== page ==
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Temporary Variables: Chasing Temporaries Away

There are situations in C++ when it is good to return the result of a function by value rather than by reference. There is usually a price to be paid, however...unless the compiler can be made to help. Jun Nakamura explains.

Author Info:
By: J. Nakamura
Rating: 5 stars5 stars5 stars5 stars5 stars / 5
October 10, 2005
  1. · Temporary Variables: Chasing Temporaries Away
  2. · Return Value Optimization
  3. · Vector3 test
  4. · Details, details… what’s that… small print?
  5. · Help the compiler help you

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Temporary Variables: Chasing Temporaries Away - Help the compiler help you
(Page 5 of 5 )

Hopefully you will find it easy to keep an eye on the possible creation and destruction of temporary objects now. Of course it would be nice to have some support as well… you only need to forget once to add ‘&’ to your const function parameters and you are passing by value all of a sudden! You might think this won’t happen to you, but I found this happening to me when jumping between programming languages a lot. It was particularly noticeable when coming back from a scripting language like Python or LUA to C++.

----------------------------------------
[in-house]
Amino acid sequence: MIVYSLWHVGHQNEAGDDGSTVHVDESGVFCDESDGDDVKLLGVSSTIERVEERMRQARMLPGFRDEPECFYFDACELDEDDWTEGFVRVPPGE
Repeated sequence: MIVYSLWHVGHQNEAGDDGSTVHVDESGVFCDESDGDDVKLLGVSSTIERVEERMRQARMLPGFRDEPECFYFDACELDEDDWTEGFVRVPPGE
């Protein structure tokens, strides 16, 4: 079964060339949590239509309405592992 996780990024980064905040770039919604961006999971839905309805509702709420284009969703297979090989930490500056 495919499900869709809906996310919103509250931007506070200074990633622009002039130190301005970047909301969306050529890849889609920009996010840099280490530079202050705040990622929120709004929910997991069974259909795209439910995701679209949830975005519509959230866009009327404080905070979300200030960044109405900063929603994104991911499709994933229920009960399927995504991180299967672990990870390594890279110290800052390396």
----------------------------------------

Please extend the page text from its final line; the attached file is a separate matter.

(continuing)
Many scripting languages pass their variables around by reference as a default, so there is no special ‘reference’ operator like in C++. What if your compiler could tell you that you are passing by value when you probably don’t want this?

It is actually quite easy: make your copy constructor and assignment operator private by default. Now you won’t receive the ‘free’ bitwise copy constructor from the compiler, which it needs to create temporary objects. There are many situations where you want to be able to create copies of your class of course (when using STL containers for example), but I find it a good practice to make everything non-copyable by default and only explicitly allow for copies when needed, instead of the other way around.

class Skeleton {
 // copy ctor and assign operators are hidden by default.
 Skeleton(Skeleton const&);
 Skeleton& operator=(Skeleton const&);

Next time we'll take a walk on the wild side… detecting rvalues at runtime!


 [Meyers] – Scott Meyers

“Effective C++” – ISBN 0201924889

[Sutter] – Herb Sutter

“Exceptional C++” -  ISBN 0201615622

[Niebler] – Eric Niebler

“Conditional Love: FOREACH Redux”


[Kernighan] – Brian Kernighan (interview)


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